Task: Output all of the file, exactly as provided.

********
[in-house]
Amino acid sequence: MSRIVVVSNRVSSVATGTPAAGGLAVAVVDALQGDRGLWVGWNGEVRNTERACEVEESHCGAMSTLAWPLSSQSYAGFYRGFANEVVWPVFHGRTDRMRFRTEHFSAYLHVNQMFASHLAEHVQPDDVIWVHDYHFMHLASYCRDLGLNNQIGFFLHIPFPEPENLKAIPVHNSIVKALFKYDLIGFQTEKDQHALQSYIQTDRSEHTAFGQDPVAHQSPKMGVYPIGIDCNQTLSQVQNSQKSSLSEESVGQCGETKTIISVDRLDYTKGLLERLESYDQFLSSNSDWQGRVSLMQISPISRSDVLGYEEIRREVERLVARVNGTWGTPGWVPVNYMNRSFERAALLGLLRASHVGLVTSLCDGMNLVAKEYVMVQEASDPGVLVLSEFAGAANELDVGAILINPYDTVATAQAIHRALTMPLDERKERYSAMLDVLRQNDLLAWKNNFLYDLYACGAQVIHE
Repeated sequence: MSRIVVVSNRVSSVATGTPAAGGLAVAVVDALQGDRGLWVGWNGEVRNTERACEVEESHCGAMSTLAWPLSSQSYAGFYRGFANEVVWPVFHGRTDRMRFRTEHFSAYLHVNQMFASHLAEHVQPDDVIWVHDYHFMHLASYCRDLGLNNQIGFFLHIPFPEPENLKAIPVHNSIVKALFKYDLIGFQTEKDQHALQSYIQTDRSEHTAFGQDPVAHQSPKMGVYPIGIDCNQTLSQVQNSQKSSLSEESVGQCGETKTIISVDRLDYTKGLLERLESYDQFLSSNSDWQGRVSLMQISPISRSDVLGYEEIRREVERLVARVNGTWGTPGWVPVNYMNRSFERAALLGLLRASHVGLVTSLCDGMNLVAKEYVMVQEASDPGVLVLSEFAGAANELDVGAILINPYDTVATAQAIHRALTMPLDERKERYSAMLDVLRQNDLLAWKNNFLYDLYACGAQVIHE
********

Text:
[in-house]
Amino acid sequence: MSRIVVVSNRVSSVATGTPAAGGLAVAVVDALQGDRGLWVGWNGEVRNTERACEVEESHCGAMSTLAWPLSSQSYAGFYRGFANEVVWPVFHGRTDRMRFRTEHFSAYLHVNQMFASHLAEHVQPDDVIWVHDYHFMHLASYCRDLGLNNQIGFFLHIPFPEPENLKAIPVHNSIVKALFKYDLIGFQTEKDQHALQSYIQTDRSEHTAFGQDPVAHQSPKMGVYPIGIDCNQTLSQVQNSQKSSLSEESVGQCGETKTIISVDRLDYTKGLLERLESYDQFLSSNSDWQGRVSLMQISPISRSDVLGYEEIRREVERLVARVNGTWGTPGWVPVNYMNRSFERAALLGLLRASHVGLVTSLCDGMNLVAKEYVMVQEASDPGVLVLSEFAGAANELDVGAILINPYDTVATAQAIHRALTMPLDERKERYSAMLDVLRQNDLLAWKNNFLYDLYACGAQVIHE
Repeated sequence: MSRIVVVSNRVSSVATGTPAAGGLAVAVVDALQGDRGLWVGWNGEVRNTERACEVEESHCGAMSTLAWPLSSQSYAGFYRGFANEVVWPVFHGRTDRMRFRTEHFSAYLHVNQMFASHLAEHVQPDDVIWVHDYHFMHLASYCRDLGLNNQIGFFLHIPFPEPENLKAIPVHNSIVKALFKYDLIGFQTEKDQHALQSYIQTDRSEHTAFGQDPVAHQSPKMGVYPIGIDCNQTLSQVQNSQKSSLSEESVGQCGETKTIISVDRLDYTKGLLERLESYDQFLSSNSDWQGRVSLMQISPISRSDVLGYEEIRREVERLVARVNGTWGTPGWVPVNYMNRSFERAALLGLLRASHVGLVTSLCDGMNLVAKEYVMVQEASDPGVLVLSEFAGAANELDVGAILINPYDTVATAQAIHRALTMPLDERKERYSAMLDVLRQNDLLAWKNNFLYDLYACGAQVIHE